“We’re getting donations from all over the country, [including] people who used to live here, parents of people who have performed at the Playhouse, actors living in New York. The Pasadena Playhouse is a well-known icon of theater in this country, aside from having the distinction of being California’s state theater. I think people see what’s happening here and think that if it can happen to The Pasadena Playhouse it can happen to any theater.”
The Playhouse’s financial woes became obvious in September when theater officials closed a production of “The Night of the Child,” starring JoBeth Williams, a week early in order to save money. At that time, only four employees had been laid off.
Last Thursday, 37 employees learned at what was described as a “brutal” staff meeting that they also would be let go.
“There was a deep, profound sadness in that staff meeting,” said Eich. “There was also an unspoken strength and resolve in that room to swallow this and see what we can do. This is a brutal time for the organization, but we hope a rebound is possible.”
Patty Onagan, the Playhouse’s press representative, identified three key factors that led to the Playhouse’s financial situation: the inability to obtain a multimillion-dollar donor to name the auditorium after, the absence of corporate and private sponsorship, and the current recession, which has hit Pasadena hard, forcing dozens of businesses to shutter and leaving the city of Pasadena with a deficit of more than $11 million.
Still, Eich expressed hope that the community and city government will come to the Playhouse’s aid.
“It’s up to everyone to keep it vital,” he said. “It’s unimaginable to me to have the Playhouse not operating in the Playhouse District. We hope to turn that sadness and emotion about the Playhouse closing into tangible action.”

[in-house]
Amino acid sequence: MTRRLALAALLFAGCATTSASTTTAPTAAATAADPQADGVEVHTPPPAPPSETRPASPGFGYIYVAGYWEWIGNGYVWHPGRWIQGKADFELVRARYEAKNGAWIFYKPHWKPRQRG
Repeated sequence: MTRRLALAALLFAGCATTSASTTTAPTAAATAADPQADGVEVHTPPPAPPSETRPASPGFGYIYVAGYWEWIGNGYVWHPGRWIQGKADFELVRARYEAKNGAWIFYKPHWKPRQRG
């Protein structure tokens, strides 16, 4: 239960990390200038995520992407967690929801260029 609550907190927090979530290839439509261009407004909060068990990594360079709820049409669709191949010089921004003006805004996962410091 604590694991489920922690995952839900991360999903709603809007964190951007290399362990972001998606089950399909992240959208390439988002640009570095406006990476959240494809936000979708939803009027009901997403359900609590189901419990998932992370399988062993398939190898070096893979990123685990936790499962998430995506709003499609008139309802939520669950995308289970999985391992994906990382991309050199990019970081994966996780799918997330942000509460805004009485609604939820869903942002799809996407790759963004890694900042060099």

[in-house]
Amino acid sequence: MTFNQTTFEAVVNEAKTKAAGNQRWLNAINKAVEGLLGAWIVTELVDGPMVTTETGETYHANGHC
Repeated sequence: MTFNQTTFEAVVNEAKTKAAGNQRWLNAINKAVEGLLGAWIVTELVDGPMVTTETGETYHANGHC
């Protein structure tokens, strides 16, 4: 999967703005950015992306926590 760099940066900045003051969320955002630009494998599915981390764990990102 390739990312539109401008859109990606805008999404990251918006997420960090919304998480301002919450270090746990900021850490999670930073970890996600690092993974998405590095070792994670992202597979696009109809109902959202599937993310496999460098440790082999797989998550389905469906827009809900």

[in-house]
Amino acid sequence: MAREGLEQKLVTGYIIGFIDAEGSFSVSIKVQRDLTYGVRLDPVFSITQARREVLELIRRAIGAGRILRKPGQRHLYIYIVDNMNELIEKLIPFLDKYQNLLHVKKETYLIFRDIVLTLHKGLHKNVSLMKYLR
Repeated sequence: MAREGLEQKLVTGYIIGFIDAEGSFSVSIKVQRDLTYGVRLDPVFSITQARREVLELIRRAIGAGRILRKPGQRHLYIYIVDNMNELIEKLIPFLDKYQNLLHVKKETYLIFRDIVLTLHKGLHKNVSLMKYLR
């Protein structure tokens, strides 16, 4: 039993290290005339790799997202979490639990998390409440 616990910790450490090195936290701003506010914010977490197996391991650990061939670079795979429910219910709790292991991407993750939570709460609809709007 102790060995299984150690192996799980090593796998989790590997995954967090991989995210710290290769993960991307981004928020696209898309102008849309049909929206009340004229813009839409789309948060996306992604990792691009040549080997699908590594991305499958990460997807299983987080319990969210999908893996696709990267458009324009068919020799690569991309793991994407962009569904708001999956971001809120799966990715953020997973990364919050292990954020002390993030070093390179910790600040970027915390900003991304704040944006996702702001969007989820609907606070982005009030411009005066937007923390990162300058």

Pasadena Public Information Officer Ann Erdman said that the city has its own financial troubles this year and will not be able to immediately assist the Playhouse get its financial house in order.
“There are no immediate plans for the city to provide assistance,” Erdman said. “We wish them well as they move forward with efforts to find solutions to their financial challenges.”
Still, Playhouse officials continue talking with city leaders in hopes of acquiring some help.
“The Pasadena Playhouse is vital to our cultural community and for the state of California,” said Engemann
in a statement released last Friday.
“In an effort to solve the financial realities of the theater, the Board concurs that the difficult financial circumstances of the Playhouse require an aggressive recovery strategy. We wholeheartedly support this decision [to reorganize financially].”
As far as Theatre @ Boston Court Co-Artistic Director Michael Michetti is concerned, that can’t happen soon enough.
“I sincerely hope Sheldon [Epps] and Stephen [Eich] will find a solution that will allow the phoenix to once again rise from the ashes and bring back to Pasadena and the greater Los Angeles area this cherished and historic theater company at a time when we need it the most,” Michetti wrote to the paper.
Reporters André Coleman and Jana J. Monji contributed to this story. For more reactions to the Playhouse closing, visit pasadenaweekly.com.